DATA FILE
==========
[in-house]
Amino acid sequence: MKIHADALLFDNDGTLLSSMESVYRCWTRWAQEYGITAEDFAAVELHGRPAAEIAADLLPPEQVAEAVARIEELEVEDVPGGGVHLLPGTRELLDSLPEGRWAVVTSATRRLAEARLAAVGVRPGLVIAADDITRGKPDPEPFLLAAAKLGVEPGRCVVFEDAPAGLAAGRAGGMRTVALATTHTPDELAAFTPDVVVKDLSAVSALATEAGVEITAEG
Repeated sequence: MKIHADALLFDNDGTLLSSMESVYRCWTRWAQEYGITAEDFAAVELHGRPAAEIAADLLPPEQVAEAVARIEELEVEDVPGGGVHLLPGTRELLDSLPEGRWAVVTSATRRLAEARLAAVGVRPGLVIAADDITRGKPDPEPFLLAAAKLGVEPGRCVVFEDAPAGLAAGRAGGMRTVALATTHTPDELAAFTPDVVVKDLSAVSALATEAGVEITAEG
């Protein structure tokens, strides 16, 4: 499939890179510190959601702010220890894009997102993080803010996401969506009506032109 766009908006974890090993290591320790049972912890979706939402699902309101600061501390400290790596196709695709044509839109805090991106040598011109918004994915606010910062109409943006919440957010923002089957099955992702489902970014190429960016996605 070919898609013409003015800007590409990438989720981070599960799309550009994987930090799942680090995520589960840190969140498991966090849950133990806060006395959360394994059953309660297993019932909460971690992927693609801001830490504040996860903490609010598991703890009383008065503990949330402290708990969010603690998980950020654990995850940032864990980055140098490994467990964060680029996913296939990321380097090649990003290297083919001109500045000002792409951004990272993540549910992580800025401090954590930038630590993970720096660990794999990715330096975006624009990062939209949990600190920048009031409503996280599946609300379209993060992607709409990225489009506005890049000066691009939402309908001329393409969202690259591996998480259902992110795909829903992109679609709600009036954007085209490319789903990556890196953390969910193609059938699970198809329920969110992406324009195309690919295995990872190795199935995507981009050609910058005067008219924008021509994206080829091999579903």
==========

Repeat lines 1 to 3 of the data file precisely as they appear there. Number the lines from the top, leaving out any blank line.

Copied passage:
[in-house]
Amino acid sequence: MKIHADALLFDNDGTLLSSMESVYRCWTRWAQEYGITAEDFAAVELHGRPAAEIAADLLPPEQVAEAVARIEELEVEDVPGGGVHLLPGTRELLDSLPEGRWAVVTSATRRLAEARLAAVGVRPGLVIAADDITRGKPDPEPFLLAAAKLGVEPGRCVVFEDAPAGLAAGRAGGMRTVALATTHTPDELAAFTPDVVVKDLSAVSALATEAGVEITAEG
Repeated sequence: MKIHADALLFDNDGTLLSSMESVYRCWTRWAQEYGITAEDFAAVELHGRPAAEIAADLLPPEQVAEAVARIEELEVEDVPGGGVHLLPGTRELLDSLPEGRWAVVTSATRRLAEARLAAVGVRPGLVIAADDITRGKPDPEPFLLAAAKLGVEPGRCVVFEDAPAGLAAGRAGGMRTVALATTHTPDELAAFTPDVVVKDLSAVSALATEAGVEITAEG